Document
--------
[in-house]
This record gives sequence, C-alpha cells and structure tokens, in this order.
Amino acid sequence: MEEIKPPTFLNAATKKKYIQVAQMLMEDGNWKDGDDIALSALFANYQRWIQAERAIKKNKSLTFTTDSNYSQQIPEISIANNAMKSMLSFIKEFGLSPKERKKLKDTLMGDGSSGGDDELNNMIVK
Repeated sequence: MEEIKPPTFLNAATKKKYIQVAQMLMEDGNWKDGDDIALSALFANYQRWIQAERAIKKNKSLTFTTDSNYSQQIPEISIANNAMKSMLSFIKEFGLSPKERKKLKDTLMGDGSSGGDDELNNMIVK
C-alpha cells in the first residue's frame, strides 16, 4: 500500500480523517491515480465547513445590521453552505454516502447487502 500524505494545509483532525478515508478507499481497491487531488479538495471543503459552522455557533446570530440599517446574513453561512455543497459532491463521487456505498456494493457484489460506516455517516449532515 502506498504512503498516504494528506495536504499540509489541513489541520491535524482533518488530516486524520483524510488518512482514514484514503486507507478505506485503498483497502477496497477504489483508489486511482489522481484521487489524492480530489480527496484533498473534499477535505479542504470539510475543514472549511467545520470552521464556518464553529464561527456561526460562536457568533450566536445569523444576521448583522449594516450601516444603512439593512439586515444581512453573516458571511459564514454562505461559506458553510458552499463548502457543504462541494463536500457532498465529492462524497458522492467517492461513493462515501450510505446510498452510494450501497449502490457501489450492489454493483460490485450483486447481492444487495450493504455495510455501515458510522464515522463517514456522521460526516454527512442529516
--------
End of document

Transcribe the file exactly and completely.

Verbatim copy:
[in-house]
This record gives sequence, C-alpha cells and structure tokens, in this order.
Amino acid sequence: MEEIKPPTFLNAATKKKYIQVAQMLMEDGNWKDGDDIALSALFANYQRWIQAERAIKKNKSLTFTTDSNYSQQIPEISIANNAMKSMLSFIKEFGLSPKERKKLKDTLMGDGSSGGDDELNNMIVK
Repeated sequence: MEEIKPPTFLNAATKKKYIQVAQMLMEDGNWKDGDDIALSALFANYQRWIQAERAIKKNKSLTFTTDSNYSQQIPEISIANNAMKSMLSFIKEFGLSPKERKKLKDTLMGDGSSGGDDELNNMIVK
C-alpha cells in the first residue's frame, strides 16, 4: 500500500480523517491515480465547513445590521453552505454516502447487502 500524505494545509483532525478515508478507499481497491487531488479538495471543503459552522455557533446570530440599517446574513453561512455543497459532491463521487456505498456494493457484489460506516455517516449532515 502506498504512503498516504494528506495536504499540509489541513489541520491535524482533518488530516486524520483524510488518512482514514484514503486507507478505506485503498483497502477496497477504489483508489486511482489522481484521487489524492480530489480527496484533498473534499477535505479542504470539510475543514472549511467545520470552521464556518464553529464561527456561526460562536457568533450566536445569523444576521448583522449594516450601516444603512439593512439586515444581512453573516458571511459564514454562505461559506458553510458552499463548502457543504462541494463536500457532498465529492462524497458522492467517492461513493462515501450510505446510498452510494450501497449502490457501489450492489454493483460490485450483486447481492444487495450493504455495510455501515458510522464515522463517514456522521460526516454527512442529516